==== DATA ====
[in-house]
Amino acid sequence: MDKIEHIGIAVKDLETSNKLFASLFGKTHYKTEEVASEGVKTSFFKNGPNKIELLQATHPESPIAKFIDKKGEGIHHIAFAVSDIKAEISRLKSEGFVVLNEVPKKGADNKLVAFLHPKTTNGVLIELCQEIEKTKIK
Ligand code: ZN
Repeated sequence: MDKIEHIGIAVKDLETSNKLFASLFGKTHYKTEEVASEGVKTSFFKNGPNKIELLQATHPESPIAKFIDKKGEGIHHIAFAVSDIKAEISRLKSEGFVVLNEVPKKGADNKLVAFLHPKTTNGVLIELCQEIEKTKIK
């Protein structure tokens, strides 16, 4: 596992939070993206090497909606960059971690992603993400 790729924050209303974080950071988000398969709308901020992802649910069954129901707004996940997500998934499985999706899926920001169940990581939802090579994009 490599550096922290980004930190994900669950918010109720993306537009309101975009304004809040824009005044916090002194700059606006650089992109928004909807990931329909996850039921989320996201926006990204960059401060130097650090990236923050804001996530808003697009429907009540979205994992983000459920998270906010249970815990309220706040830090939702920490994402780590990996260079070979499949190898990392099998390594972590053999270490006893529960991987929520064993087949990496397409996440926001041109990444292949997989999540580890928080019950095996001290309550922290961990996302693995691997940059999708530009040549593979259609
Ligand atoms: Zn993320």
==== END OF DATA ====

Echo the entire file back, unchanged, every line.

[in-house]
Amino acid sequence: MDKIEHIGIAVKDLETSNKLFASLFGKTHYKTEEVASEGVKTSFFKNGPNKIELLQATHPESPIAKFIDKKGEGIHHIAFAVSDIKAEISRLKSEGFVVLNEVPKKGADNKLVAFLHPKTTNGVLIELCQEIEKTKIK
Ligand code: ZN
Repeated sequence: MDKIEHIGIAVKDLETSNKLFASLFGKTHYKTEEVASEGVKTSFFKNGPNKIELLQATHPESPIAKFIDKKGEGIHHIAFAVSDIKAEISRLKSEGFVVLNEVPKKGADNKLVAFLHPKTTNGVLIELCQEIEKTKIK
């Protein structure tokens, strides 16, 4: 596992939070993206090497909606960059971690992603993400 790729924050209303974080950071988000398969709308901020992802649910069954129901707004996940997500998934499985999706899926920001169940990581939802090579994009 490599550096922290980004930190994900669950918010109720993306537009309101975009304004809040824009005044916090002194700059606006650089992109928004909807990931329909996850039921989320996201926006990204960059401060130097650090990236923050804001996530808003697009429907009540979205994992983000459920998270906010249970815990309220706040830090939702920490994402780590990996260079070979499949190898990392099998390594972590053999270490006893529960991987929520064993087949990496397409996440926001041109990444292949997989999540580890928080019950095996001290309550922290961990996302693995691997940059999708530009040549593979259609
Ligand atoms: Zn993320």